More than 95 percent of our TSSs
are graduates of one of our professional
master’s programs, and they have more
than ten years of work experience in
relevant fields. These professionals, who
support our courses while working fulltime
for companies all over the world,
typically meet with the students through
chat sessions and live Zoom sessions.
On average, they receive US$4,000 for
approximately ten hours of course support per week. Their contributions
most often involve the management
of discussion boards, facilitation of
student teams, and guest lecturing.
We currently employ 25 TSSs and
will likely double this number over
the next five years.
When we put out the initial call
for TSSs, a flood of well-qualified
professionals applied from all over the
globe. We have developed training for
the TSSs and faculty that utilize this
model, as well as a community for best
practice sharing and ongoing learning,
mentoring, and development.
Such an integrated portfolio offers
more choices to students, but it’s also
more complex to staff and manage.
For this reason, we have adopted
other innovative staffing solutions
until enrollments increase enough to
justify hiring additional faculty. These
solutions include offering overload
pay, using retirees and adjuncts, and
employing faculty from other colleges
or campuses. In addition, we created
a new position called the director for
excellence in teaching and learning.
This person works with all aspects of
the student and faculty experience in
our professional graduate programs;
initially, she focused primarily on
developing our online programs and
building the infrastructure to support
and grow the TSS model.
Transforming our graduate programs
wasn’t easy, but a number of steps
have proven critical to our success:
Providing the right resources.
Our faculty needed developmental
resources and a community where
they can share experiences, discuss
best practices, and derive energy
from innovators. The director for
excellence in teaching and learning
is the focal point for this work, which
includes developing training and
mentoring programs, sharing best
practices, and developing a learning analytics program to provide data that
guides our improvement efforts.
Rewarding the innovators. We
recognized the importance of rewarding
and promoting those who supported
the school’s new direction. At the same
time, we didn’t try to fit square pegs into
round holes. Having the right people in
the right roles was critical for success.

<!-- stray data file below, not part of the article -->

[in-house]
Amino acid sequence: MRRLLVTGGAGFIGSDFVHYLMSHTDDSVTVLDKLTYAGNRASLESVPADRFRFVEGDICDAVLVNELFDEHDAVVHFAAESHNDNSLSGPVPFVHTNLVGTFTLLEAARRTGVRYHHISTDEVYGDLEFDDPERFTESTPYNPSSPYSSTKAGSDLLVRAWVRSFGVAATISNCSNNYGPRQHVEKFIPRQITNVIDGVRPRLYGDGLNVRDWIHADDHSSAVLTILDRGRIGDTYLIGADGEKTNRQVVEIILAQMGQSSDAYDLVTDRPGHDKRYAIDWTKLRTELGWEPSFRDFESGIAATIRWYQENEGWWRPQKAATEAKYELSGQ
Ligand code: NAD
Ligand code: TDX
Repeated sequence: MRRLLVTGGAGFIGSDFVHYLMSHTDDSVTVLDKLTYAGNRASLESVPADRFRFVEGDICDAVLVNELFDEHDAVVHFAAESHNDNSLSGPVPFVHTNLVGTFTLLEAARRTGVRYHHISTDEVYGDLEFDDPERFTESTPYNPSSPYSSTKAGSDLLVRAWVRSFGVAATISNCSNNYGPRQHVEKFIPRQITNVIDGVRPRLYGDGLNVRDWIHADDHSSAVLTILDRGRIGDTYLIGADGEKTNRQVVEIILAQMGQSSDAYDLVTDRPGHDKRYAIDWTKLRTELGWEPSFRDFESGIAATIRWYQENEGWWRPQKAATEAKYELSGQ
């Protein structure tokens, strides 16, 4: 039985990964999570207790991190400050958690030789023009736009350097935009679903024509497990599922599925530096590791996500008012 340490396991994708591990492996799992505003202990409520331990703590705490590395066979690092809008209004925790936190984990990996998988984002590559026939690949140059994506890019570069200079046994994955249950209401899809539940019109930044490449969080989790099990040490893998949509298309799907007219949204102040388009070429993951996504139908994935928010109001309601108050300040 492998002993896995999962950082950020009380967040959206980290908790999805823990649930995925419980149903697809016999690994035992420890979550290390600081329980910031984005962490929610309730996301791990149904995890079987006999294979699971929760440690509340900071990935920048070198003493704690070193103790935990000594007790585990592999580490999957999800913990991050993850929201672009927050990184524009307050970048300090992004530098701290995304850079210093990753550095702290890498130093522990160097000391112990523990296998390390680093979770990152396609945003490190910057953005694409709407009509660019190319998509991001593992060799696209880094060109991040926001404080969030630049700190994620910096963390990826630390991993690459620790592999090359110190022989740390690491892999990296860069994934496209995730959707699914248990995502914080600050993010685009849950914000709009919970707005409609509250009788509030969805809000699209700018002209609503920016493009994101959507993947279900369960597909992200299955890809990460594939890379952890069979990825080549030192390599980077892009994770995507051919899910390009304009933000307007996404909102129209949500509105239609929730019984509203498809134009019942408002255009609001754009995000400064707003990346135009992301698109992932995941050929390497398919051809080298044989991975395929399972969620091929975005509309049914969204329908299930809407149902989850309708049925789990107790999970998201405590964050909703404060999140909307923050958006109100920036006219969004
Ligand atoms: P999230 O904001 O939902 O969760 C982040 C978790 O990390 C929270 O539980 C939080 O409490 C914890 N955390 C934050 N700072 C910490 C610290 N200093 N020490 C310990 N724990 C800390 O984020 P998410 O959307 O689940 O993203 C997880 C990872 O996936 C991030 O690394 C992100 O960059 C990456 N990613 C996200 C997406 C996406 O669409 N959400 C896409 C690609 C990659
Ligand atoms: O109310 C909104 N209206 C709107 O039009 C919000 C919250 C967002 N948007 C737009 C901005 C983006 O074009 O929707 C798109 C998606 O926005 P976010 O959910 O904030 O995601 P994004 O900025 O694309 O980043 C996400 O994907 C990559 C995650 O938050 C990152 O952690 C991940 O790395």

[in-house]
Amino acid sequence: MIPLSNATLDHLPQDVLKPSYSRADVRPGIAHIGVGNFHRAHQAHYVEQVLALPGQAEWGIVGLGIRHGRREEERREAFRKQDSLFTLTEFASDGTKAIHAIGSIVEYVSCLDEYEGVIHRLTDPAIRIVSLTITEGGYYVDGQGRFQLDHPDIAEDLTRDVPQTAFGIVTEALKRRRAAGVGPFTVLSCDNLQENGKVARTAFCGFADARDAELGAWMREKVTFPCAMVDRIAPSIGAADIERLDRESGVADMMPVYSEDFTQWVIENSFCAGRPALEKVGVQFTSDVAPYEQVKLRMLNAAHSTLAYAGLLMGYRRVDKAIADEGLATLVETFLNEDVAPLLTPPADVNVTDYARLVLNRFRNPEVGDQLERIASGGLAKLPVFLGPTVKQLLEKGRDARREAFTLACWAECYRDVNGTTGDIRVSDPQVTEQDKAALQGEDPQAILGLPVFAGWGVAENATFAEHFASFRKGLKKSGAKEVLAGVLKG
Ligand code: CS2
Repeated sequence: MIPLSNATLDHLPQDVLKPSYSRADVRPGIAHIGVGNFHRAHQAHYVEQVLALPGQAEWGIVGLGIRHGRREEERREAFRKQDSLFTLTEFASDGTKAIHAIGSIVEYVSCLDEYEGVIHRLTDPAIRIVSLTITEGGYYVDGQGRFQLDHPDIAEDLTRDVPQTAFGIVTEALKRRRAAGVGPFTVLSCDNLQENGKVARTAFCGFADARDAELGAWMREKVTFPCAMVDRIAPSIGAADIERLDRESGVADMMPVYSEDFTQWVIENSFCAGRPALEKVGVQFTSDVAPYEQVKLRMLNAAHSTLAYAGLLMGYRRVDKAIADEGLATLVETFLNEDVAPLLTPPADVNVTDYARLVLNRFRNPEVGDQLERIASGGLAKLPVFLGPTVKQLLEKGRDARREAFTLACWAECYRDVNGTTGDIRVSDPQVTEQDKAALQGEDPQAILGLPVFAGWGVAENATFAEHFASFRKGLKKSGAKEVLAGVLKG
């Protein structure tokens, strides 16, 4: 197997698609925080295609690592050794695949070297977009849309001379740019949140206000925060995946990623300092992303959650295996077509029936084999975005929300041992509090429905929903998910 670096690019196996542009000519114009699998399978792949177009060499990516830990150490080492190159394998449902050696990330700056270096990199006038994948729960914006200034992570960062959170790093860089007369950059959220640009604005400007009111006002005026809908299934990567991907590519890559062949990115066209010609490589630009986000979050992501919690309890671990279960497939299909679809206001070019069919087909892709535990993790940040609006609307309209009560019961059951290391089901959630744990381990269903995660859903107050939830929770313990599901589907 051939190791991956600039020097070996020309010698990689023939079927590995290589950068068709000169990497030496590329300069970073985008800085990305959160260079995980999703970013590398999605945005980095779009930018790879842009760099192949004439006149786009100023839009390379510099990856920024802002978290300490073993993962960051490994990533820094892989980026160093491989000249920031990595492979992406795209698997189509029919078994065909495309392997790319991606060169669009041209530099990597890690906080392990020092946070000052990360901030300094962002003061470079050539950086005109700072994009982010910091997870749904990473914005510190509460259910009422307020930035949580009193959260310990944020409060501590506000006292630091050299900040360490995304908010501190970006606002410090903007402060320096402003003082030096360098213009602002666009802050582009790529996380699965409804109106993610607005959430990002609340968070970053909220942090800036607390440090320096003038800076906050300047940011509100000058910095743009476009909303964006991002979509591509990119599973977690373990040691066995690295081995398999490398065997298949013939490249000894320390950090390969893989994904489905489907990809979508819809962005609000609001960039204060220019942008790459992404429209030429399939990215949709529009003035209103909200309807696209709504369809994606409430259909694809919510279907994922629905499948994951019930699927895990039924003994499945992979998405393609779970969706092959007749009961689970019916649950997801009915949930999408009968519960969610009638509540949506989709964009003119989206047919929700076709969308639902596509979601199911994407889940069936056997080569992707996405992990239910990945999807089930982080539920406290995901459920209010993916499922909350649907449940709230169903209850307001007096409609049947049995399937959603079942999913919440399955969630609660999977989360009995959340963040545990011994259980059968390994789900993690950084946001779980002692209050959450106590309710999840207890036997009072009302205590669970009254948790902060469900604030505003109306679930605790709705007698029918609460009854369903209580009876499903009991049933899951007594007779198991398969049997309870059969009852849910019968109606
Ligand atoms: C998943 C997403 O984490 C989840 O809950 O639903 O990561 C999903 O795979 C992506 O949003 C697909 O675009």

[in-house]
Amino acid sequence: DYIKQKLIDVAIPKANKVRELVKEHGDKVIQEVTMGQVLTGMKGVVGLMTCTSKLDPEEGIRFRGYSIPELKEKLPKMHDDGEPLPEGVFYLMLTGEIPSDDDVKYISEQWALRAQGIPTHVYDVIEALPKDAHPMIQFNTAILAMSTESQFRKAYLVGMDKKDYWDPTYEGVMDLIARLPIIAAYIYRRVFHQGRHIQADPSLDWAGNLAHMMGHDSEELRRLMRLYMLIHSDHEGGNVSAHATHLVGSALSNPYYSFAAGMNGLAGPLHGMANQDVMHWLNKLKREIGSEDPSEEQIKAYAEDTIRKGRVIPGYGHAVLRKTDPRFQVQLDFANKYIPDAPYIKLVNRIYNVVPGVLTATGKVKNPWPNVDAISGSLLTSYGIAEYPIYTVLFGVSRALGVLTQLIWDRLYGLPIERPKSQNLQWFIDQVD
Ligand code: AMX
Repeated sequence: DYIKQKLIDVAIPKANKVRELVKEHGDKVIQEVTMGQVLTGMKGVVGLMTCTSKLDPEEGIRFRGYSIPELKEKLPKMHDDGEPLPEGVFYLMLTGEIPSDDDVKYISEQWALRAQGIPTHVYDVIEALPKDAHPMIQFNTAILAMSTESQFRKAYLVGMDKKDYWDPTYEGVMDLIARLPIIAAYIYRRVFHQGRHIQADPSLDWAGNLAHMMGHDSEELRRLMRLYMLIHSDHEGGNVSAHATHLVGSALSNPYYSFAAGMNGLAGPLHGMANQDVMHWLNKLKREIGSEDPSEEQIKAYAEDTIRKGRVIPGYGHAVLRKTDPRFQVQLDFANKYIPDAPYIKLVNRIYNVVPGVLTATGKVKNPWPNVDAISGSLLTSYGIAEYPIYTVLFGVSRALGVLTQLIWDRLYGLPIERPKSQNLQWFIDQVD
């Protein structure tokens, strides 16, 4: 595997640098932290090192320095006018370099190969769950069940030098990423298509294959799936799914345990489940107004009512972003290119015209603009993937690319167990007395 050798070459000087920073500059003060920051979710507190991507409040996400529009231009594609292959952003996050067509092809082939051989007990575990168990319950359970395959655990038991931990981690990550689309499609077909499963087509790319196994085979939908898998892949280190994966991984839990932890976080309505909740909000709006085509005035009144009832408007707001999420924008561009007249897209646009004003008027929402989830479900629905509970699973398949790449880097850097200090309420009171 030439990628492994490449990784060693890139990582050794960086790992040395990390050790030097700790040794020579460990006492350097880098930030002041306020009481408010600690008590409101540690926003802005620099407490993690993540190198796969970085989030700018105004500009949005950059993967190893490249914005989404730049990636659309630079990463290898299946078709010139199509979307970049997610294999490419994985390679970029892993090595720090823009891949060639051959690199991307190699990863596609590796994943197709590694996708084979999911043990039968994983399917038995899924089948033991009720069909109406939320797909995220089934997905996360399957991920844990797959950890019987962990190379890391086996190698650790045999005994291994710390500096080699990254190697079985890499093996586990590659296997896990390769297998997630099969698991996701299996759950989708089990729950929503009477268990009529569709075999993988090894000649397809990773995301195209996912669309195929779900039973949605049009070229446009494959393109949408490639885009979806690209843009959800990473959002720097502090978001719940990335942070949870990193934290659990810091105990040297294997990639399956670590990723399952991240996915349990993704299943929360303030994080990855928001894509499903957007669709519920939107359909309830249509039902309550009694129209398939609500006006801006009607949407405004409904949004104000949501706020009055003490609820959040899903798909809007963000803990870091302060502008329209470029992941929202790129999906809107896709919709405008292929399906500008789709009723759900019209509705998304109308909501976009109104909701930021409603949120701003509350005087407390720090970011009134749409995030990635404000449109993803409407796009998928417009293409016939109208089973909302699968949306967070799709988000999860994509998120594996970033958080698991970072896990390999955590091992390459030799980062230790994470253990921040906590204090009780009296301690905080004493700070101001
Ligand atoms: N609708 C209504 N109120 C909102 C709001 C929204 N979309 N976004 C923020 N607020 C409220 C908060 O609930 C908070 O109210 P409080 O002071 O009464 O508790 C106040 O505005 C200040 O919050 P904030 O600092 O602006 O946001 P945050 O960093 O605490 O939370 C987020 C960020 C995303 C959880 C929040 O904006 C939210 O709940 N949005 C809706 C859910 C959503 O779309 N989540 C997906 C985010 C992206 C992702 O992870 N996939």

Winning over university leadership.
University administrators often
tend to prioritize standardization and
conformity over innovation. To navigate
university politics and break away from
bureaucracies that might impede its
agility and innovation, our college:
- Had appropriate startup funding
on hand. We kept in mind that it typically
takes about three years for new
programs to become profitable.
- Had an exit strategy in place to
shut down any program that does not
meet certain objectives within three
years of launch.
- Was transparent about how both
the university and the business school
will benefit financially from making
- Was backed by the unwavering
support of the dean.
- Had a project leader ready to embrace
calculated risks, adapt to changing
conditions, solve problems, influence
others, and multitask on several major
initiatives. Over many required meetings,
discussions, and negotiations, the
project leader must be ready to stand
alone at first, stand firm if the business
case is solid, and stand up to those who
want to keep the status quo.
Our online MBA hit its year-four revenue
targets in year two, enrolling nearly
double the number of students than the
previous version of the program. The
executive MBA and the single-section
resident MBA program have moved up
in the rankings. The MOL program, one
of our most successful, launched with a
class of 32, and it enrolled 54 in fall 2019.
In their first years, the online master
of corporate innovation and entrepreneurship
enrolled more than 60
students; and the associated graduate
certificate, more than 100. Our business
analytics and marketing analytics
graduate certificate programs enrolled
200 students and 70 students, respectively.
We have expanded the marketing
analytics certificate into an online master’s
program, and we’re considering the
launch of a hybrid executive doctorate of
Overall, we project a tenfold increase
in enrollments, from about 300 students
in 2014 to more than 3,000 by 2024. We
expect gross annual revenue to increase
from about $4 million to $40 million.
Our course sharing model has enabled
us to develop cross-portfolio optional
experiential learning components, such
as global immersions, leadership immersions,
and campus networking and tailgate
events. Additionally, all graduates of
our master’s programs will have access to
our Lifelong Learning Library of content
modules from our online programs.
In so many ways, our culture is
becoming more entrepreneurial and
accepting of change. We understand that
our portfolio of professional graduate
programs will continue to evolve. But
that’s why its creation has been such an
exciting change for our school.
Brian Cameron is associate dean for
professional graduate programs at the
Pennsylvania State University’s Smeal
College of Business in State College.
This article originally appeared in BizEd's November/December print issue. lease send questions, comments, or letters to the editor to firstname.lastname@example.org.